Cylinder & Slide's Fast-Shooting Safety

At 4:00 AM, sleet hammered my windshield as I drove down the long gravel drive to work. The isolated location, two miles from the main building, was checked by a security guard a couple of times each night, but on five occasions I had arrived to see the tell-tale light near the door that indicated the burglar alarm was going off.

Today, as I approached the cinder block carport, a silhouetted figure ran from it into the darkness beyond.

I was late. I didn't have time to hunt down the guard. Opening my attaché case, I pulled out my Colt .38 Super. I rammed home a 9-round clip of hollow points, racked the action, flipped up the safety, and went to work. I toured the building with my 1911 in my fist. This time the alarm wasn't going off and there was no indication that anyone had even tried to enter. Apparently, some transient had been hunkered down in the carport to escape the pounding sleet. He shouldn't have panicked. I'd brought fresh coffee.

Tour over, I stuck the .38 Super inside my waistband and called the security guard (who claimed to be a retired Marine) and informed him of the incident. When he arrived, he focused immediately on the 1911. "That thing's cocked!" he said.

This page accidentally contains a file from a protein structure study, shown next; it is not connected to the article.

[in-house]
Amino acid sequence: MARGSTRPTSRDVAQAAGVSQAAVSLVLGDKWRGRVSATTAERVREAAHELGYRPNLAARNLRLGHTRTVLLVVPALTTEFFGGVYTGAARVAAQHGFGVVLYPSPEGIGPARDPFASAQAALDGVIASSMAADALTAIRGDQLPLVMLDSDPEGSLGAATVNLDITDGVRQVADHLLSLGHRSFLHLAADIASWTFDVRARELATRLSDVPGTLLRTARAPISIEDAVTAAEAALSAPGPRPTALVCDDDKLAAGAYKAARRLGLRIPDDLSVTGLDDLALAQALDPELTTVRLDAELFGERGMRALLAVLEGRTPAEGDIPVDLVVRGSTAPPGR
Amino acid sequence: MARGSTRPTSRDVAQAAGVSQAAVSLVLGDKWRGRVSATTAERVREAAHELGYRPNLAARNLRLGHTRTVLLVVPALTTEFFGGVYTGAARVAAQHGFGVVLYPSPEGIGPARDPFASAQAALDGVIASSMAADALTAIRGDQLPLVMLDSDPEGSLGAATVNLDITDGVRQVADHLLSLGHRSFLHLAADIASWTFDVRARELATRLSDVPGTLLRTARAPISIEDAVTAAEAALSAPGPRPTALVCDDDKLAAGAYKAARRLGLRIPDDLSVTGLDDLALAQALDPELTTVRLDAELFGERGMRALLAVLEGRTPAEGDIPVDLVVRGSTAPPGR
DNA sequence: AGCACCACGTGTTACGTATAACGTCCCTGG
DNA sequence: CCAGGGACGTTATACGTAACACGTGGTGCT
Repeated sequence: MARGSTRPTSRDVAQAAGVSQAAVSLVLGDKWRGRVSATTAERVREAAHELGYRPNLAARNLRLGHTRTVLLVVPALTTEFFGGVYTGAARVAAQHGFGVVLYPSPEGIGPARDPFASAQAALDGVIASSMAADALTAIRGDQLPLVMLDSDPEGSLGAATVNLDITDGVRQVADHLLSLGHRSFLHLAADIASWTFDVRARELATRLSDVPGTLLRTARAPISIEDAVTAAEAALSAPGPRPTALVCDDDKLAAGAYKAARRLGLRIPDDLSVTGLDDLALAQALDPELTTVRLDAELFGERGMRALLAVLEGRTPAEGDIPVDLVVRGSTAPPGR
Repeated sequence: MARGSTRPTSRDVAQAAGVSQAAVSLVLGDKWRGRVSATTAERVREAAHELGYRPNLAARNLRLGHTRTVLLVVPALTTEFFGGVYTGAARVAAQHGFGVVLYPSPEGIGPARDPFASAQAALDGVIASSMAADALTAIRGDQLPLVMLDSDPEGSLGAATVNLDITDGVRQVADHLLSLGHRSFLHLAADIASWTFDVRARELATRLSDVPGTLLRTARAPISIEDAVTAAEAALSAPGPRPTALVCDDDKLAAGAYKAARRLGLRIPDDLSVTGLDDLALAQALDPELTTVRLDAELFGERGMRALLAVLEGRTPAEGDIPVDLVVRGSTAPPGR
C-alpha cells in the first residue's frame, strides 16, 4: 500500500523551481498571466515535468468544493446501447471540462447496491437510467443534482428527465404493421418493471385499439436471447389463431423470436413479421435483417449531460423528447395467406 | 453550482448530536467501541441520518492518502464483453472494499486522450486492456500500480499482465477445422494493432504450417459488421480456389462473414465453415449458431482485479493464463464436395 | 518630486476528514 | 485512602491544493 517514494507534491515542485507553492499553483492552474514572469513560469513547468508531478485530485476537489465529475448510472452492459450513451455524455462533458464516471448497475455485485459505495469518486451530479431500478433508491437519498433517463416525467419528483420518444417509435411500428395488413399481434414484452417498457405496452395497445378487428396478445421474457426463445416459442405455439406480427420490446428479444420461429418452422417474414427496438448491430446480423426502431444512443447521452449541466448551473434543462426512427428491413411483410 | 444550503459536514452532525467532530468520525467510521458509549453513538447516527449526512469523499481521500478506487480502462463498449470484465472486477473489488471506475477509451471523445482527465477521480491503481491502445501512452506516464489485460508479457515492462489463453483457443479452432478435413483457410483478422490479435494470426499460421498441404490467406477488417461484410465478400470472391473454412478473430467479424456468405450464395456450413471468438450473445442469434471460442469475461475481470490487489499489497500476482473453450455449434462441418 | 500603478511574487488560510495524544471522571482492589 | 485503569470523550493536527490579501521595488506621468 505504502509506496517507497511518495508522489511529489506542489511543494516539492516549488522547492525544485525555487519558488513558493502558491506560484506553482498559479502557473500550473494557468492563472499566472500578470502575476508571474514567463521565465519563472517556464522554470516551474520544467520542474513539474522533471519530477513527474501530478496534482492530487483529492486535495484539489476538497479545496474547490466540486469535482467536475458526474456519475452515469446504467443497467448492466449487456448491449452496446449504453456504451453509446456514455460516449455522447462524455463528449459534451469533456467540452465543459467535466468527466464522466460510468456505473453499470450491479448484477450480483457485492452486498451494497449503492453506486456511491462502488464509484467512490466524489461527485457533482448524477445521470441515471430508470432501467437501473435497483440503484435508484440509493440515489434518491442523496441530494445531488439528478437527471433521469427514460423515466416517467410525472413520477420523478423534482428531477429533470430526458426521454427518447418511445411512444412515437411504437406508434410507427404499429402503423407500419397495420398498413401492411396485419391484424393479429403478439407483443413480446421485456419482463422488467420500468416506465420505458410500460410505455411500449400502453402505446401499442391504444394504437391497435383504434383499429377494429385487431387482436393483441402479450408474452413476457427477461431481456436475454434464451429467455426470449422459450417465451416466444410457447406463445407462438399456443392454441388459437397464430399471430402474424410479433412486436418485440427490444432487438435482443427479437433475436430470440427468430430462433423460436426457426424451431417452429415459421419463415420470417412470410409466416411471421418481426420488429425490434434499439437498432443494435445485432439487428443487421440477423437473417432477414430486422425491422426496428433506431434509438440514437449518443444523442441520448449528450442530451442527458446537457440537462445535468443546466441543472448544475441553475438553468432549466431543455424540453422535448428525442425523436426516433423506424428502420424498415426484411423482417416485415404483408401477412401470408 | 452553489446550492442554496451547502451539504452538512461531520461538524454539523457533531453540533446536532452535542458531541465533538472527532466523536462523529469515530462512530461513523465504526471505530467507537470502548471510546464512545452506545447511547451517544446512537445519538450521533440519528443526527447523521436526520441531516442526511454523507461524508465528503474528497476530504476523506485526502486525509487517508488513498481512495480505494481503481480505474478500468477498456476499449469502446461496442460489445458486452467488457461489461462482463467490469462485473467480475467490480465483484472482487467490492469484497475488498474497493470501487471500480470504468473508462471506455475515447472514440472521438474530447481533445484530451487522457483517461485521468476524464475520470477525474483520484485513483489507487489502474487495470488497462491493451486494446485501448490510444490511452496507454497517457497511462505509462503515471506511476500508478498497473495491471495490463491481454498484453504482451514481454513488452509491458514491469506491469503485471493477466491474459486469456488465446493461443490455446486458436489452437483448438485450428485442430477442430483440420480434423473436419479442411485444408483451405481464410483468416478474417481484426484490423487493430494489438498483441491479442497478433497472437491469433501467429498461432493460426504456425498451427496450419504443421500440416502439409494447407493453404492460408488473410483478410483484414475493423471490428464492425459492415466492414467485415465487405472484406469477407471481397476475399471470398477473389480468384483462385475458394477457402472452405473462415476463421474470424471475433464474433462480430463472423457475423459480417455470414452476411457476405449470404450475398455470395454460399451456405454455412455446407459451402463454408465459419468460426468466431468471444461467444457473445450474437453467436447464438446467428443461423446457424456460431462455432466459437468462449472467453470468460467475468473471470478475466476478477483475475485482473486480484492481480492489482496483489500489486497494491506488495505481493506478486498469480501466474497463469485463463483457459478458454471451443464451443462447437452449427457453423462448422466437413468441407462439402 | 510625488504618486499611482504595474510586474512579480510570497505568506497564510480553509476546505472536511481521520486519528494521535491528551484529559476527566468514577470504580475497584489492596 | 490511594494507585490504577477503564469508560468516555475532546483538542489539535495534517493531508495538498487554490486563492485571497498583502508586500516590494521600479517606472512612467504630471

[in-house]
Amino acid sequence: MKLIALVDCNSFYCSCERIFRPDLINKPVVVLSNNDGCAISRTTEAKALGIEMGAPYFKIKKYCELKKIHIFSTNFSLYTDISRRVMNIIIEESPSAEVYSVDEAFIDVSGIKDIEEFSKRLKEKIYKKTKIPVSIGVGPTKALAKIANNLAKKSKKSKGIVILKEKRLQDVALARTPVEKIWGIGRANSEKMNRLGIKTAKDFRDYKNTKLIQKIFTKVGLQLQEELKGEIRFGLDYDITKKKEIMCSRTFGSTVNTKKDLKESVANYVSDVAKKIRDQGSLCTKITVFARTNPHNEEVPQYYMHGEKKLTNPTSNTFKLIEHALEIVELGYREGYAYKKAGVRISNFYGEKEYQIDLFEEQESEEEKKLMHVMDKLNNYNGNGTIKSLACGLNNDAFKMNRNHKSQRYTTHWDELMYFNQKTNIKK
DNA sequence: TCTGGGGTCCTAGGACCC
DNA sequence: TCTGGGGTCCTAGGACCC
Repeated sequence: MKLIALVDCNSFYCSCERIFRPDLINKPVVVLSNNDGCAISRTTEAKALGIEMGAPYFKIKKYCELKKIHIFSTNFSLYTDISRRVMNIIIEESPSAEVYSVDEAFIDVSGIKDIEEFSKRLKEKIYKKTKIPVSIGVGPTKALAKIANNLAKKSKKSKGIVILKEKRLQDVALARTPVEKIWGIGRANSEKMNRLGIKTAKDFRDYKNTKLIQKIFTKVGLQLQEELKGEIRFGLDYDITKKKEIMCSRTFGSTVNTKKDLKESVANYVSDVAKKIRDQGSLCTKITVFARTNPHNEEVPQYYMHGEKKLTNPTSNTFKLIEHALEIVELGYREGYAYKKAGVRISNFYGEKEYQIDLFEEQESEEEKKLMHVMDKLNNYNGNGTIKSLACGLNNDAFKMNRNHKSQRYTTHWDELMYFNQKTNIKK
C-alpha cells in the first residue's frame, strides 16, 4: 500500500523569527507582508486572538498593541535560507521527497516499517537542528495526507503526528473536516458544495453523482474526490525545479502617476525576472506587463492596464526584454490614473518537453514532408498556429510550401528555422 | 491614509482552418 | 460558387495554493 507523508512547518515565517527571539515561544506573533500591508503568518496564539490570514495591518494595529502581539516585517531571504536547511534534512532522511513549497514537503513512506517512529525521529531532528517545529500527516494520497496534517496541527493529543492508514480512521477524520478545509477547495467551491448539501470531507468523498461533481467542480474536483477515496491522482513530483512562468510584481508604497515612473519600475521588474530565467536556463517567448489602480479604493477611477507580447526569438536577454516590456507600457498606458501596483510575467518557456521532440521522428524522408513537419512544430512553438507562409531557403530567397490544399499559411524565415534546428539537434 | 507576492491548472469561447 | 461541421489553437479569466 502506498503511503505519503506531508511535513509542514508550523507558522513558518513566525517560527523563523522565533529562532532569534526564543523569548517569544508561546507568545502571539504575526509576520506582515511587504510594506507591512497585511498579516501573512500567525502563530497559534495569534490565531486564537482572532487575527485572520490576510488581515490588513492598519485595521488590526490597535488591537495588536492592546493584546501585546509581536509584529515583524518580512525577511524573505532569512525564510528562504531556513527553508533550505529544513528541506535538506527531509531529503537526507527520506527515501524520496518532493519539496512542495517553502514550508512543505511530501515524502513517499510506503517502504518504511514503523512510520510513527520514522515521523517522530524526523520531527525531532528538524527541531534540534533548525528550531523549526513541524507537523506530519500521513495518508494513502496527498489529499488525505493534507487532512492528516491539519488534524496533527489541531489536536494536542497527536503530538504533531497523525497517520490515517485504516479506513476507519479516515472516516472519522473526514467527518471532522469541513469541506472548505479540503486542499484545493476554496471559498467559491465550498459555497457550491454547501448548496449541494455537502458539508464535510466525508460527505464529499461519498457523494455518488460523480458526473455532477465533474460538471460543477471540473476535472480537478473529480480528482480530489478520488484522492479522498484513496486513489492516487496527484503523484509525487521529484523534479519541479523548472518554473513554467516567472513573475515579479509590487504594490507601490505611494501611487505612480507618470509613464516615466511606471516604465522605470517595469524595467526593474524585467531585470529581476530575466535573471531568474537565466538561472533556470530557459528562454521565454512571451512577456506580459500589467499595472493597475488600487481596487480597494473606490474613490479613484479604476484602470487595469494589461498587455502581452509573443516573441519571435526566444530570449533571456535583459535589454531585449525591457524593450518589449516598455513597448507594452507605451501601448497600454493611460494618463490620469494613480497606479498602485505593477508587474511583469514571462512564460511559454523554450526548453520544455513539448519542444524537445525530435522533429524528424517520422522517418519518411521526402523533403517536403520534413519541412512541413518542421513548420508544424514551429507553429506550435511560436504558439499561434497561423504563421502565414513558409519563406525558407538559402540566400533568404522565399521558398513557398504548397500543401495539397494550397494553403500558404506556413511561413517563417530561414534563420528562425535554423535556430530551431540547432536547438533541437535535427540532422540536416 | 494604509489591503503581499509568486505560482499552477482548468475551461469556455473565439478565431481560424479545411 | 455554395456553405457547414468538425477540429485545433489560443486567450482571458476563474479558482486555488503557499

I nodded slowly as you do to get through that kind of fog. "Cocked and locked," I told him. "Just like John Browning designed it." Then I cleared the piece and locked it away in my attaché.

With the same mindset as the "retired marine," police departments across the country refuse to allow their officers to carry the finest semi-automatic ever designed because of mistaken public perception that their cocked 1911's are unsafe. Never mind that it has three safeties on; never mind that an officer trained with the 1911 is better qualified to protect himself and the public than one half-trained on the latest politically-correct bullet hose; never mind that the 1911 has been safely carried and used by soldiers, police officers, and citizens billions of times in the past 90-odd years. All that matters is that it looks dangerous.